advertisement
advertisement

I have ADHD, and this is how I manage hybrid work

Tasha Booth says, “The word ‘hybrid’ to me, as someone with ADHD, sounds like this: more choices, more schedules, more emails/messages, and more headaches.”

I have ADHD, and this is how I manage hybrid work
[Source photo: Maryviolet/iStock]
advertisement
advertisement
advertisement

I used to have this rule in college: “If it isn’t done by 10 p.m., then it isn’t getting done until the next day.” I thought I was so cutting-edge setting that boundary for myself as a bright-eyed teen. Inevitably, though, 10 p.m. became 9 p.m., and then 9 p.m. became 8 p.m., and then, well, you get the drill.

advertisement
advertisement

If you are diagnosed with ADHD like me, what I just described probably sounds all too familiar to you. We set these “rules” for ourselves, just to break them, and then feel awful about breaking them.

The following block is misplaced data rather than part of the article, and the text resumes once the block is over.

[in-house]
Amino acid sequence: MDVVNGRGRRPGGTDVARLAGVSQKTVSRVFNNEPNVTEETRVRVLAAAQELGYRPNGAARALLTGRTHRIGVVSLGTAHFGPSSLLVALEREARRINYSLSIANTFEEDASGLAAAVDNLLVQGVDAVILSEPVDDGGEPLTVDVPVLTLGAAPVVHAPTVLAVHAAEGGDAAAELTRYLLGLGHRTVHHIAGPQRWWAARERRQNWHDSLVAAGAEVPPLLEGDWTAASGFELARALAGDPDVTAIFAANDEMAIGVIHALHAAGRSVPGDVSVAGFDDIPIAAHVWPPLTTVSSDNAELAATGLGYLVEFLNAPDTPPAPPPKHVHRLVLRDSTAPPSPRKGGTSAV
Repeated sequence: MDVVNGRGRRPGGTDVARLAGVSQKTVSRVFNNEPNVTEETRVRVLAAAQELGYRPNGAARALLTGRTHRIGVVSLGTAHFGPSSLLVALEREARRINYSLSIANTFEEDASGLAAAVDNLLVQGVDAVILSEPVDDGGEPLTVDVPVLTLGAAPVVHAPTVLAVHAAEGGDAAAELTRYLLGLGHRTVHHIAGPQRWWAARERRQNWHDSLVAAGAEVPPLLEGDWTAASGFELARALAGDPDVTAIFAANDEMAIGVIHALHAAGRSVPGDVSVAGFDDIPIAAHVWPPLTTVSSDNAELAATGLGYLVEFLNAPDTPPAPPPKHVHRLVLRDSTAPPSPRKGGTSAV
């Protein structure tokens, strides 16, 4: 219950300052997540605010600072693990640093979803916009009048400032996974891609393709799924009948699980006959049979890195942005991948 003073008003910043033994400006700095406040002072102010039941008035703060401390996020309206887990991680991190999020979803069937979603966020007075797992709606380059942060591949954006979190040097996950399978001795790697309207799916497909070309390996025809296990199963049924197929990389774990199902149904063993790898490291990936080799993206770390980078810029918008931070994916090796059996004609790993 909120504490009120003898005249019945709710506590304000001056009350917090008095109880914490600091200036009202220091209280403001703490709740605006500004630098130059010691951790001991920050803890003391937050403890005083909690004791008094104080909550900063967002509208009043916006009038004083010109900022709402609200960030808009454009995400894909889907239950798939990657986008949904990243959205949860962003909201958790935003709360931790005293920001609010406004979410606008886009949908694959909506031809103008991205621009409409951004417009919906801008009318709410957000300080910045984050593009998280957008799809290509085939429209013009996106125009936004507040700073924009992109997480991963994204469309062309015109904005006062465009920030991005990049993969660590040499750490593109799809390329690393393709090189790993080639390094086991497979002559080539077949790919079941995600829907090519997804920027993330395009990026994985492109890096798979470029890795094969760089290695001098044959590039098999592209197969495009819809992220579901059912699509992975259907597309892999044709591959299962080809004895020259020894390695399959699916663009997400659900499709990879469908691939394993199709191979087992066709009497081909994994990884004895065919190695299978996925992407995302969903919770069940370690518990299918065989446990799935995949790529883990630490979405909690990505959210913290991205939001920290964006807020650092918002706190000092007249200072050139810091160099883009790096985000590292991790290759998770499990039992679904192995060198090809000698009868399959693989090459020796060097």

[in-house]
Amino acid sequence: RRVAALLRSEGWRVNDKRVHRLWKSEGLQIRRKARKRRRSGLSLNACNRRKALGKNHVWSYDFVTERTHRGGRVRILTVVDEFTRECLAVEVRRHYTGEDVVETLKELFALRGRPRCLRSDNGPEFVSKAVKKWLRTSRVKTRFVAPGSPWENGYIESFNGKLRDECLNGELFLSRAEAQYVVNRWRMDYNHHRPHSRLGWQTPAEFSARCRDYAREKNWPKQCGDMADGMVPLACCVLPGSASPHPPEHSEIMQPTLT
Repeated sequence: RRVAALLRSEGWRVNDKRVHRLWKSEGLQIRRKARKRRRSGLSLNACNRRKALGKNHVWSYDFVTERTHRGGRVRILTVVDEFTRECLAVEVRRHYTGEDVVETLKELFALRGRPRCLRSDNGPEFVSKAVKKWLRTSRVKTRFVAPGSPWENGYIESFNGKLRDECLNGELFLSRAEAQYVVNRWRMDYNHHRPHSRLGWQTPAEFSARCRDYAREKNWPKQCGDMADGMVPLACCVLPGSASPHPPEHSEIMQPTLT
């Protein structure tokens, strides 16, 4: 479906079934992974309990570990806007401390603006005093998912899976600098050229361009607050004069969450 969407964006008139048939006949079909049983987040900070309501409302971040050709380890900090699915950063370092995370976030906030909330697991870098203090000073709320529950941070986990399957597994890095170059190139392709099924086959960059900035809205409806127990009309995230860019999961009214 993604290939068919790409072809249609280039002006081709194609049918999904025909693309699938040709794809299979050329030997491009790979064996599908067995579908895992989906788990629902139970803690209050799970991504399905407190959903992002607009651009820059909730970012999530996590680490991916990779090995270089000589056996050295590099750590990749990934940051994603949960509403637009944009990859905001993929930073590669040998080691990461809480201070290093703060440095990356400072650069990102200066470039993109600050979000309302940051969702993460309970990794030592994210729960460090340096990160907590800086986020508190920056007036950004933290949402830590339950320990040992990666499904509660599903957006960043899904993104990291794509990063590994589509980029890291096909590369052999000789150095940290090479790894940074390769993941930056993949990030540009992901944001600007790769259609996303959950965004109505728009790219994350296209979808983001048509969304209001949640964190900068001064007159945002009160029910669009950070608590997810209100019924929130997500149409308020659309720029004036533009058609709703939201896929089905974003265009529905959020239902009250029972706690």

I look back on all the times I cursed myself for not staying up late to get the work done. Everyone else could. Why couldn’t I?

Meanwhile, I had zero issues setting my alarm for 5 a.m., knocking out a 10-page paper with mere hours to go before the deadline. Fun fact: I got the grade I wanted.

advertisement
advertisement

Regardless, it took me years to finally stop forcing myself to sit down and “focus” on my work at times when I could not focus. Let me tell you, “focusing” in the wee hours of the night is just not going to happen if you are a) absolutely exhausted and b) diagnosed ADHD.

After years’ worth of stressing, fretting, and trying to change my work habits, I finally gave up.